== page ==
The Biden administration is continuing its campaign to push more funding from the Infrastructure Investment and Jobs Act (IIJA) into the hands of state and local officials who can then move them closer to contract bidding and awards.

Biden’s infrastructure implementation coordinator, former New Orleans Governor Mitch Landrieu, says that of the IIJA’s $1.2-trillion total, federal departments and agencies in the past 110 days have “pushed down about $110 billion to the states.” The legislation was enacted last Nov. 15.

Speaking at a Bipartisan Policy Center virtual forum on March 9, Landrieu said, “So when people ask me: ‘When is this stuff happening? the answer is right now.”

Landrieu added, “This is a massive, life-changing amount of investment, for us to really kickstart how we’re going to rebuild this country and make ourselves strong again.”

He also provided a breakdown of the IIJA’s overall funding, noting that about half of the $1.2-trillion total will flow through the U.S. Dept. of Transportation.

The rest will come through various other departments and agencies, including the Energy, Commerce, Agriculture and Interior Depts. and the Environmental Protection Agency and other agencies.

He said that there are 375 programs in the mammoth $1.2-trillion legislation, “and 125 of them are brand new.”

The funding that has rolled out the earliest is the 55% to 65% of the total that has been or will be parceled out according to formulas. That means that “it’s gone to the governors through pipelines that have already been previously established in traditional funding sources,” Landrieu says.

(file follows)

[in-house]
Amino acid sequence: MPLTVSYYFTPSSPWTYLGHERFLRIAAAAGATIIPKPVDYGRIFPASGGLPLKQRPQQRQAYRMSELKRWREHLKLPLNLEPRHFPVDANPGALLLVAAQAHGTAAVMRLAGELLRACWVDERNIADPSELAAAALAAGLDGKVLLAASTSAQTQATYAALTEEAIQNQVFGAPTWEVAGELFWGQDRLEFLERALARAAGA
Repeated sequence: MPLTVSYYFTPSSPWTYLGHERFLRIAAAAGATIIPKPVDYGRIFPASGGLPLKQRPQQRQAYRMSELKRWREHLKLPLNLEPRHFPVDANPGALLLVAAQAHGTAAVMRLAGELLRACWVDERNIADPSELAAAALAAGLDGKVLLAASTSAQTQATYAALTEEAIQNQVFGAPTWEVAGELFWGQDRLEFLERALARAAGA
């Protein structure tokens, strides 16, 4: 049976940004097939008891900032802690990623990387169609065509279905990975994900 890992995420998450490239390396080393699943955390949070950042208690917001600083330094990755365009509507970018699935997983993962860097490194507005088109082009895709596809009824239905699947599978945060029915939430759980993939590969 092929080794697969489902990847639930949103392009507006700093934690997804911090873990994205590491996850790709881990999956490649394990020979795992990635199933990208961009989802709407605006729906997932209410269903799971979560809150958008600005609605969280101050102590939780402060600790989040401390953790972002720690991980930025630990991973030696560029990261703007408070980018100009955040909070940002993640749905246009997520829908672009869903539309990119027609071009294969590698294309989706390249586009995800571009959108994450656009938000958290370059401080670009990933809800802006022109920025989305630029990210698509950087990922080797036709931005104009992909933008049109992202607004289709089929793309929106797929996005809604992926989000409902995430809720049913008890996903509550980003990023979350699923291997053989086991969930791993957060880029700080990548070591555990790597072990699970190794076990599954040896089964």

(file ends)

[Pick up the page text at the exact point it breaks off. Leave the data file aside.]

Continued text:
Formula funding examples include highway aid from DOT's Federal Highway Administration.

The other 35% to 45% of the IIJA's total will be distributed through grants for which states and localities will compete. Those programs’ funds will take longer to be awarded.

As federal agencies allocate IIJA funding, Landrieu noted, “We have to make sure that these dollars are used to make sure that we see people that have been left behind brought into the economy in a real and thoughtful way.”

He added, “So every one of these programs ought to have an equity lens on it.”

Other priorities include ensuring that projects use U.S.-made materials and components, and stimulating “high-paying jobs— preferably, from [Biden’s] perspective, union jobs.”

Projects should be built to make them resilient and sustainable, he said.

Samantha Silverberg, the White House’s deputy infrastructure chief, told meeting attendees that 90% of the funds from the new law “will be delivered by non-federal partners,” including states, cities, port authorities, transit agencies, nonprofits and other entities.

She also said that the administration has asked each state to name an infrastructure coordinator and notes that about 26 states have done so thus far.

Those officials can coordinate efforts amount various agencies within their respective states. “We want to see that same kind of integration also at the local level,” Silverberg said.

She said that the administration has published a guidebook to the IIJA and its many programs, on its webpage.